A healthy diet and lifestyle can stave off memory loss.
Dementia is a disorder of brain aging caused by a range of factors: degeneration of chemical systems in the brain; accumulation of waste products; diminishing blood perfusion leading to many small areas of damage (microvascular infarction); and several other causative factors.
Prevention assumes great significance in this era of chronic and lifestyle diseases; with hypertension, obesity, lipid disorders (high cholesterol) and diabetes (HOLD) being rampant in society. Nutrition underpins both HOLD and dementia.
It is well known that sub-clinical deficiency in essential nutrients can lead to dementia. Research has shown memory deficits in people with low plasma levels of vitamin B 12, folic acid, lycopene, a-carotene, b-carotene, total carotene, b-cryptoxanthin, a-tocopherol etc.
There is mounting evidence for the Mediterranean diet — high consumption of olive oil and fish, hence elevated intakes of monounsaturated fatty acids and v–3 polyunsaturated fatty acids — being protective against age-related cognitive decline. The antioxidant compounds in olive oil (tocopherols and polyphenols), and fatty acids may help maintain the structural integrity of nerve membranes. The naturopathy food pyramid is a good indicator of what we should eat in order to remain healthy and prevent dementia.
There is no doubt that red wine consumed in moderation may be beneficial, reducing bad cholesterol, preventing blood clots and protecting the heart. The protection may come from the constituents of red wine made from tannin grapes, which include procyanidins, a class of flavonoids also found in plants, fruits and cocoa beans. Thus moderate red wine consumption maybe good, but only when accompanied by a “healthy” lifestyle.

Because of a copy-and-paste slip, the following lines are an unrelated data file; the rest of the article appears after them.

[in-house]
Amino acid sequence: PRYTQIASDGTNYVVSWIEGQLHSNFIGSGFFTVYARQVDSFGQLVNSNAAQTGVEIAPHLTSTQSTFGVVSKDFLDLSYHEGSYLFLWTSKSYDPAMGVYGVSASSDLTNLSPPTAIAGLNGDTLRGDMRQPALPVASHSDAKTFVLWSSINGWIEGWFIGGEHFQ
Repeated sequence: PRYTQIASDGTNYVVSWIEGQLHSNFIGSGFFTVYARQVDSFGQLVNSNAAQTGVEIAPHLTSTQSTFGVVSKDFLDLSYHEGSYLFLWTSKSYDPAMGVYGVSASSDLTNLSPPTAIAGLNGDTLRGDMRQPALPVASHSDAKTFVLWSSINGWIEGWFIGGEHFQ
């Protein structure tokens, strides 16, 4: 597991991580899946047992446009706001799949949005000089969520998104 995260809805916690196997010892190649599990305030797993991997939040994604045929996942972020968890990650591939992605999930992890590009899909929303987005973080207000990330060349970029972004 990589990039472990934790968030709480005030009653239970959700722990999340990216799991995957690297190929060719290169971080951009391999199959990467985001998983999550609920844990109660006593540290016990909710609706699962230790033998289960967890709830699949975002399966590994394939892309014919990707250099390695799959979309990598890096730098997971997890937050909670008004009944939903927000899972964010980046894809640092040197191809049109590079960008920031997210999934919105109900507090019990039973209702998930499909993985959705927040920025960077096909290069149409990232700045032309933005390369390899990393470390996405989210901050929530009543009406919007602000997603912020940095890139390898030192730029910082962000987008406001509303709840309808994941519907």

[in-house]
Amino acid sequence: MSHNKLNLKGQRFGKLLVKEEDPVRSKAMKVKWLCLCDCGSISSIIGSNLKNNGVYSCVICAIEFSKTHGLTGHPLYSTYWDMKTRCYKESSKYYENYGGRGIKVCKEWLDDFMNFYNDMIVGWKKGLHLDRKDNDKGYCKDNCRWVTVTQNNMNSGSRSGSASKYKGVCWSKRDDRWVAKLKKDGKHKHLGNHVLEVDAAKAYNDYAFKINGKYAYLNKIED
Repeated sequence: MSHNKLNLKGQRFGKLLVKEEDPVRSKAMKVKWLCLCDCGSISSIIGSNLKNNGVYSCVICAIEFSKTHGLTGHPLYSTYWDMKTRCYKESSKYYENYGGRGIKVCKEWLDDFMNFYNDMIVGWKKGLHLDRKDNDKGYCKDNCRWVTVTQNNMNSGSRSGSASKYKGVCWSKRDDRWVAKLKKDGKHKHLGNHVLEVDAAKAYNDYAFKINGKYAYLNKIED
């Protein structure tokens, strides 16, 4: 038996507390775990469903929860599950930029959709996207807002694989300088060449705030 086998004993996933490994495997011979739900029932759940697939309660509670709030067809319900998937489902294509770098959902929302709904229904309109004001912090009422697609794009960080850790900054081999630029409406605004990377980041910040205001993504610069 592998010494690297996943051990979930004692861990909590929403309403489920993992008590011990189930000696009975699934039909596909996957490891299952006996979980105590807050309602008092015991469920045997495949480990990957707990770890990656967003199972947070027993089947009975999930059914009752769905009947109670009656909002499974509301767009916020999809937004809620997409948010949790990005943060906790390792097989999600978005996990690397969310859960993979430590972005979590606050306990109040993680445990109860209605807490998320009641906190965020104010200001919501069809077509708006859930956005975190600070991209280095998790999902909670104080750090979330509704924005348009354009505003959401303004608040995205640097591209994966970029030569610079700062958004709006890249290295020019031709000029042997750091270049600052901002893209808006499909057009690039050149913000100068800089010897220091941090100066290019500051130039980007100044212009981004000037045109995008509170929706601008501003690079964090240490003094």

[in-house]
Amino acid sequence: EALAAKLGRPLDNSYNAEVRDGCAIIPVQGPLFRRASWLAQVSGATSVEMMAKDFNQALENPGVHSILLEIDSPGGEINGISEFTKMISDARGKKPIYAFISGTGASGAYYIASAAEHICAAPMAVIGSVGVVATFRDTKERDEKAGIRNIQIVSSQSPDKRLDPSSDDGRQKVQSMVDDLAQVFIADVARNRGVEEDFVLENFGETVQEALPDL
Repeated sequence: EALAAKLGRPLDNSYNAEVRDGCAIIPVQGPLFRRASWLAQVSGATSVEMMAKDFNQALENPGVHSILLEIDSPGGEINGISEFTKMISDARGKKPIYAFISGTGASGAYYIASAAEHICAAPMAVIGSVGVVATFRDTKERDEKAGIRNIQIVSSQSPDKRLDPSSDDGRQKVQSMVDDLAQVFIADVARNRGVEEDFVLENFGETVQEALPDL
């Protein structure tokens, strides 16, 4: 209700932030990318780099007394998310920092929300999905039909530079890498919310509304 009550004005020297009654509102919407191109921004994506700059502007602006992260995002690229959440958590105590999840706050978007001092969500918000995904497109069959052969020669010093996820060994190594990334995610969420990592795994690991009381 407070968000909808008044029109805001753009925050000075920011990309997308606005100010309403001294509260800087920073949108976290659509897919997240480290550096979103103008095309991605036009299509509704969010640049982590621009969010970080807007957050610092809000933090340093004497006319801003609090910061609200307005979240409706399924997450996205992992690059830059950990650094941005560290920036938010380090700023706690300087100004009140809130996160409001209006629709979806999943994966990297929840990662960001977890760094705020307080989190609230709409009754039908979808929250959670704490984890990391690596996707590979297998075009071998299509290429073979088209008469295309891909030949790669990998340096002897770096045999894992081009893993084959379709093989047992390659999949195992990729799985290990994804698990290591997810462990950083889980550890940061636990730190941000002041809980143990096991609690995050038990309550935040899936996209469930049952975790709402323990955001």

There is growing evidence that vitamin supplementation has a significant role to play in lowering the risk of dementia. Evidence for vit C, E, B12 and folic acid — as supplements in higher doses — is particularly strong. Indeed, the US FDA has recommended folic acid fortification of foods, for example flour and bread. High vitamin levels due to inappropriate supplementation can, however, be problematic and must be guarded against.
It has long been known that certain plant formulations — Brahmi (Bacopa Monnieri), Tulsi (Basil), Ashwagandha (Withania Somnifera), Curcumin (in turmeric), extra virgin coconut oil — may enhance memory function and these are subjects of active research. Evidence to support over-the-counter plant formulations is, however, not available.
A well-preserved memory is the cornerstone of a good life; good nutrition and a healthy lifestyle will help us achieve this milestone. To paraphrase the great bard, do we not desire to avoid or at least postpone our “sans everything” years?